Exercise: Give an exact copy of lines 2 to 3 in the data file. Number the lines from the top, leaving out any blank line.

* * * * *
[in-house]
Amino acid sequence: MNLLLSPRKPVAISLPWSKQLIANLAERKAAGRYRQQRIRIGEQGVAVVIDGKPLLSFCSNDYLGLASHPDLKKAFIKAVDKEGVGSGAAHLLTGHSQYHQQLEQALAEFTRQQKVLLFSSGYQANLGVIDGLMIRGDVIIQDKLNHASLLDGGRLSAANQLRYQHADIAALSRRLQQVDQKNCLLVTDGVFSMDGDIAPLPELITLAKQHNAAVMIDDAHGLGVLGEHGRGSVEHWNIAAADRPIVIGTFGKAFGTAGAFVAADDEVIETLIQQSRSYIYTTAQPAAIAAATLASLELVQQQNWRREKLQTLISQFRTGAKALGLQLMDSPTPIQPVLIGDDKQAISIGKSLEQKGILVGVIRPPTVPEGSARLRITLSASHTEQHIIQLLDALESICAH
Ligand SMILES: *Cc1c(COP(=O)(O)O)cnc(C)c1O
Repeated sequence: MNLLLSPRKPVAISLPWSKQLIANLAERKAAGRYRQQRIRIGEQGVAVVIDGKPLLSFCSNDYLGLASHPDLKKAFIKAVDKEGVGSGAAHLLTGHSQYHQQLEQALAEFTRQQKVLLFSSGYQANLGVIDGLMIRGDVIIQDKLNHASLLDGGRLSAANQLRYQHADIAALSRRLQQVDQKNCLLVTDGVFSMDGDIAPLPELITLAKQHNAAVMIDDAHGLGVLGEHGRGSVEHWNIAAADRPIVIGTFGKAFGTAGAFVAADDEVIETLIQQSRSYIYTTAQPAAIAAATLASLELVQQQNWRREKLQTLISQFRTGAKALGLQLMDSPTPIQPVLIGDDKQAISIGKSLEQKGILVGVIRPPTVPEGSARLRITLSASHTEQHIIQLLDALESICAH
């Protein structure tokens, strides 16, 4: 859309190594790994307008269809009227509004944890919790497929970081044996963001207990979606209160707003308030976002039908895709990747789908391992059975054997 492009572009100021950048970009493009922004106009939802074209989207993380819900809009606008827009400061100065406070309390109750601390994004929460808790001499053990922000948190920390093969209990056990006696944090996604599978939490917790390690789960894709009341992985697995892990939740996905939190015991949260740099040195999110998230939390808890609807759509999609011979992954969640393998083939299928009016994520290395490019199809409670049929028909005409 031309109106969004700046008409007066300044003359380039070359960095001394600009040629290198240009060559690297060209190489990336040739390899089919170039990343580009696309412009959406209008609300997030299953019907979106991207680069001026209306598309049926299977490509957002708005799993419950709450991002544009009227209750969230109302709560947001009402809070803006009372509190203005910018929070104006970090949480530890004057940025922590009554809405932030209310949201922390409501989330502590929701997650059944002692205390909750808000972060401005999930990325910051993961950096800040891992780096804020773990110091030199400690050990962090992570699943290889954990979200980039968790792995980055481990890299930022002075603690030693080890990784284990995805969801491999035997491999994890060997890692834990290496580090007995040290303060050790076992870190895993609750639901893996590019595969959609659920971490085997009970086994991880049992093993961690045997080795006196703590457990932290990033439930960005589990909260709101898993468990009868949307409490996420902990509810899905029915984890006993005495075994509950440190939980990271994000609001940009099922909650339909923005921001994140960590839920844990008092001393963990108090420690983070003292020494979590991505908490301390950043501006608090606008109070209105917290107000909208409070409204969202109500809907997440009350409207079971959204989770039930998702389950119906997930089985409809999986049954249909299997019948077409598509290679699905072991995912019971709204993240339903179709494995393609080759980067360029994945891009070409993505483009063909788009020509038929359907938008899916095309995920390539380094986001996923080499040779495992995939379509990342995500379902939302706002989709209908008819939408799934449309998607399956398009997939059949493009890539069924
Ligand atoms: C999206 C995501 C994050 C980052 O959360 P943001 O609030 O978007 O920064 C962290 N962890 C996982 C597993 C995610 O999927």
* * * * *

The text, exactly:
Amino acid sequence: MNLLLSPRKPVAISLPWSKQLIANLAERKAAGRYRQQRIRIGEQGVAVVIDGKPLLSFCSNDYLGLASHPDLKKAFIKAVDKEGVGSGAAHLLTGHSQYHQQLEQALAEFTRQQKVLLFSSGYQANLGVIDGLMIRGDVIIQDKLNHASLLDGGRLSAANQLRYQHADIAALSRRLQQVDQKNCLLVTDGVFSMDGDIAPLPELITLAKQHNAAVMIDDAHGLGVLGEHGRGSVEHWNIAAADRPIVIGTFGKAFGTAGAFVAADDEVIETLIQQSRSYIYTTAQPAAIAAATLASLELVQQQNWRREKLQTLISQFRTGAKALGLQLMDSPTPIQPVLIGDDKQAISIGKSLEQKGILVGVIRPPTVPEGSARLRITLSASHTEQHIIQLLDALESICAH
Ligand SMILES: *Cc1c(COP(=O)(O)O)cnc(C)c1O